Medical Dermatology

 

Acne
Acne is a common condition which affects the oil glands of the skin. It mainly affects adolescents but may persist or even worsen in adulthood.
Several types of acne exist: blackheads, whiteheads, cysts, small or larger red bumps. If not treated in a timely matter, the breakouts can result in scars.
Acne may be classified as mild, moderate or severe depending on the type and number of lesions. There is no cure for acne, so the goal is control.
Several treatment options exist. Topical therapies are used for milder forms of acne. For more severe cases, oral medicines such as oral antibiotics can be used. Another FDA approved treatment available is the Blulight. This is a safe and effective therapy that targets the bacteria that cause acne.
Isotretinoin, the strongest oral acne medication, is reserved for severe and resistant cases.
Peels (chemical peels) can be done to help reduce the blemishes, discoloration and scars caused by acne lesions.
Ask your provider about the various treatment options.

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Alopecia Areata
Alopecia areata is a health condition that usually involves a patchy hair loss from the scalp or face. The condition affects both males and females. Most cases of alopecia areata occur in healthy individuals. However, a minority of patients can have other immune related conditions such as asthma, allergies, eczema, and hypothyroidism.
The underlying skin is unscarred and looks normal. Alopecia areata most often affects the scalp and beard, but may occur on any hair-bearing part of the body. The hair tends to fall out over a short period of time.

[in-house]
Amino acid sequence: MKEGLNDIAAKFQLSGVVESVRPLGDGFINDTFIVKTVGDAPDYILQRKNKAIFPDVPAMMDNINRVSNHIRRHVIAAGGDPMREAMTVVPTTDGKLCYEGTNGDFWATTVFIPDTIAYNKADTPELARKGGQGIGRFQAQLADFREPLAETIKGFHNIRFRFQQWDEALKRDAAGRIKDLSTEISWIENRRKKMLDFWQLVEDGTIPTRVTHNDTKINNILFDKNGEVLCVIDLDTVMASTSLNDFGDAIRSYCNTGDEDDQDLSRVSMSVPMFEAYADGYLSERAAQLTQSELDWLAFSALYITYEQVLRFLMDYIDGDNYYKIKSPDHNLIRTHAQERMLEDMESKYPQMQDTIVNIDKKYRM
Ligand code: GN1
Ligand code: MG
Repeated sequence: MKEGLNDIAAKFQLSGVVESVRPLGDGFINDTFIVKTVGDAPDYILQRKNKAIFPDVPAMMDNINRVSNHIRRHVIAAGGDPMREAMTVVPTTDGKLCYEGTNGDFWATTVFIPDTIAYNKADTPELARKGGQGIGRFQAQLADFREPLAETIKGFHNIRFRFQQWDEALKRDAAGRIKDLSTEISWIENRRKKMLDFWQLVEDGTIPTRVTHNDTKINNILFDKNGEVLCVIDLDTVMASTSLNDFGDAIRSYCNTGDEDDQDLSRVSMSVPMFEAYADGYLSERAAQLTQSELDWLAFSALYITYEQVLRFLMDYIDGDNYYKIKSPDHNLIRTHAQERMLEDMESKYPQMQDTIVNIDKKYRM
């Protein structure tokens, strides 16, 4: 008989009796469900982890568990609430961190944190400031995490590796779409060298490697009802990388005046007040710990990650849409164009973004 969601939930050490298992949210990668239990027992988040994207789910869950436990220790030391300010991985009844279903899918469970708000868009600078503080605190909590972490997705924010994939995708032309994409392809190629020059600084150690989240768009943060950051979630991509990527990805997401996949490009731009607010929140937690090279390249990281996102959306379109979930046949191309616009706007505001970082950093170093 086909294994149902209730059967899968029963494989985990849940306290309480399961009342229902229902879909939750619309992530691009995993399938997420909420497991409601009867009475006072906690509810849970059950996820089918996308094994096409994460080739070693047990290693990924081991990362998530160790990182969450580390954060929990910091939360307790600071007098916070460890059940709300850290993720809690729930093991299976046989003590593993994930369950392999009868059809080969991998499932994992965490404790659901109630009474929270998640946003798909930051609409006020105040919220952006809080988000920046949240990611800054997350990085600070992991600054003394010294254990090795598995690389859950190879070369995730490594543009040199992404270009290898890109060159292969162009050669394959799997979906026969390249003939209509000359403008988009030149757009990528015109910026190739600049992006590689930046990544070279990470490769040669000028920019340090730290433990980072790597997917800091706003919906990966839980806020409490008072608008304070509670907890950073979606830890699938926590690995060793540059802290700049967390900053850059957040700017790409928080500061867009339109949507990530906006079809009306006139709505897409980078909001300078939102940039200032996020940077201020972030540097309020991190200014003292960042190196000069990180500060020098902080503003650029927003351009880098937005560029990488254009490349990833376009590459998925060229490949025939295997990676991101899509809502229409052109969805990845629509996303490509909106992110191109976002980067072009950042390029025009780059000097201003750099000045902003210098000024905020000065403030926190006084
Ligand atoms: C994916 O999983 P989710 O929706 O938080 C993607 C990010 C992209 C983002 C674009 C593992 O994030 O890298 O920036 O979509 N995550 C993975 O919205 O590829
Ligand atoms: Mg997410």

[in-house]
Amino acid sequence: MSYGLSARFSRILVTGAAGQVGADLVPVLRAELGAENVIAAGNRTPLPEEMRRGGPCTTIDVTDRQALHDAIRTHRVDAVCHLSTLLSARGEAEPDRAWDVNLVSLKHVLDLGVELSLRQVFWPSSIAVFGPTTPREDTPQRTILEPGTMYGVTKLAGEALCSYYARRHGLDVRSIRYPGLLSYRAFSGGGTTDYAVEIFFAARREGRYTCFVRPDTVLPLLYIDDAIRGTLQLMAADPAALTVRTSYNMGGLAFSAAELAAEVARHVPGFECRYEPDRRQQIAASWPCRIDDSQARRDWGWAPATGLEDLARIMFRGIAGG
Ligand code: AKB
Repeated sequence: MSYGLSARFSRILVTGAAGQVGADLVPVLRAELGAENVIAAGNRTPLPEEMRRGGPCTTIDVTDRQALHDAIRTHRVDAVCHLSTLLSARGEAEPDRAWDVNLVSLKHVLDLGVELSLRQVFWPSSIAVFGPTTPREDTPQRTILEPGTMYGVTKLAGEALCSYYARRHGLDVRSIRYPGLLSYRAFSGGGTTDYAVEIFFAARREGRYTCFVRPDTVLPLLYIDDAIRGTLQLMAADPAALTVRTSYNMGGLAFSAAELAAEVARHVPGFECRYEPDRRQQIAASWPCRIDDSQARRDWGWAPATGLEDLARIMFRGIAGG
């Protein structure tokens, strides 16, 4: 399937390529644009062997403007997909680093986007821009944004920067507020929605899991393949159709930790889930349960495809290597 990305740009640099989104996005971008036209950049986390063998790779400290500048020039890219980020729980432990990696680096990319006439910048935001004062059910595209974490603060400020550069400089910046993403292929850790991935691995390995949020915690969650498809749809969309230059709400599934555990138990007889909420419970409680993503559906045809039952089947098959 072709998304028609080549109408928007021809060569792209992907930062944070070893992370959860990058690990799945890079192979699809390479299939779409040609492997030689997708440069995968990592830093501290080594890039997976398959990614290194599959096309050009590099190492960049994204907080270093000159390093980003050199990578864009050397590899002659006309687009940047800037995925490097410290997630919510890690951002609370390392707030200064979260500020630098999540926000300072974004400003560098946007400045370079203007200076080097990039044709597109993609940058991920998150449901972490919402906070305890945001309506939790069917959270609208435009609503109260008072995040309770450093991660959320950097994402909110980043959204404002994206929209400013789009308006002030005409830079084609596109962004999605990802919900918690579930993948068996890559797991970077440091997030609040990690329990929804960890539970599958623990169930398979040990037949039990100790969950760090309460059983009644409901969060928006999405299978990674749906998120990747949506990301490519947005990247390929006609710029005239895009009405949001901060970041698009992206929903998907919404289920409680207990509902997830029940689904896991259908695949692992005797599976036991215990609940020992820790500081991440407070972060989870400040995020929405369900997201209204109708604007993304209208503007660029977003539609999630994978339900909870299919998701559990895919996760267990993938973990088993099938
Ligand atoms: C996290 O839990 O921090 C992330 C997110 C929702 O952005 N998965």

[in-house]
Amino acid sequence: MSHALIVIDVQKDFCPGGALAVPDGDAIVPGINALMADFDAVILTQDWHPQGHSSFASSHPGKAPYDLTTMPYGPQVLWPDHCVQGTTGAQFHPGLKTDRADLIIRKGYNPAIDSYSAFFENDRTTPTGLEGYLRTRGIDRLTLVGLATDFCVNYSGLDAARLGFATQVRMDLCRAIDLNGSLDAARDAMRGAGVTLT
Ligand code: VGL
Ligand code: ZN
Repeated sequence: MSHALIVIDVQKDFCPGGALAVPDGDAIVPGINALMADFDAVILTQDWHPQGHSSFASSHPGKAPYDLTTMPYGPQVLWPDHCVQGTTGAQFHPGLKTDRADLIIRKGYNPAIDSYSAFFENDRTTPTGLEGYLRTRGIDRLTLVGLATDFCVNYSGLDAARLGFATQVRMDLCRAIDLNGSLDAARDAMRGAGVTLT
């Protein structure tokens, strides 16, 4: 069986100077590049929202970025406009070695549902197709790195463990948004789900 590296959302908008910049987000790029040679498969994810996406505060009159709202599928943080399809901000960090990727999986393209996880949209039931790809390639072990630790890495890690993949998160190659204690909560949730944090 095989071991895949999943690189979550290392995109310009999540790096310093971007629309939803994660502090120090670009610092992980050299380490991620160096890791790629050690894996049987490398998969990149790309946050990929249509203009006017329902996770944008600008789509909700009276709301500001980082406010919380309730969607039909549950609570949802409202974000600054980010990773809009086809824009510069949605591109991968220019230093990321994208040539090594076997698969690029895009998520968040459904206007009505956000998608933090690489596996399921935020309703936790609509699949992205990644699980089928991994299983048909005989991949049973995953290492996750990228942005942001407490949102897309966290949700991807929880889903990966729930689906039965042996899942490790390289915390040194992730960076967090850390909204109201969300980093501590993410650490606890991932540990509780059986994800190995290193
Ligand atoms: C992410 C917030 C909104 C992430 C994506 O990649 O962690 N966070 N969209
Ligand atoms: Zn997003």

Alopecia areata is usually diagnosed based on physically apparent features. A biopsy for microscopic examination of the underlying tissue is rarely needed to confirm the diagnosis.
The cause of alopecia areata remains unknown, but it is not contagious. The condition is thought to be an autoimmune disorder in which the body attacks its own hair follicles and suppresses or stops hair growth.
Effects of alopecia areata are mainly psychological (loss of self image due to hair loss). This can certainly cause some degree of emotional stress.
In most cases that begin with a small number of patches of hair loss, hair grows back after a few months to a year. In cases with a greater number of patches, hair can either grow back or progress to further hair loss.
Treatments include steroid injections, whereby a small amount of medication is injected in the affected areas. Typically, after a few visits, 3-4 weeks apart, new hair starts to grow back again. Other therapies include strong topical steroids, Minoxidil, and other topical or systemic medications.

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Basal Cell Cancers are the most common skin cancers. These are usually localized growths caused by excessive cumulative exposure to the sun. Although Basal cell cancers do not tend to spread or become life threatening they can become very large.
Basal cell carcinoma usually presents as a raised, smooth, pearly bump on the sun-exposed skin. Sometimes small blood vessels can be seen within the tumor. It is often mistaken for a sore that does not heal. This form of skin cancer is the least deadly and with proper treatment can be fully eliminated.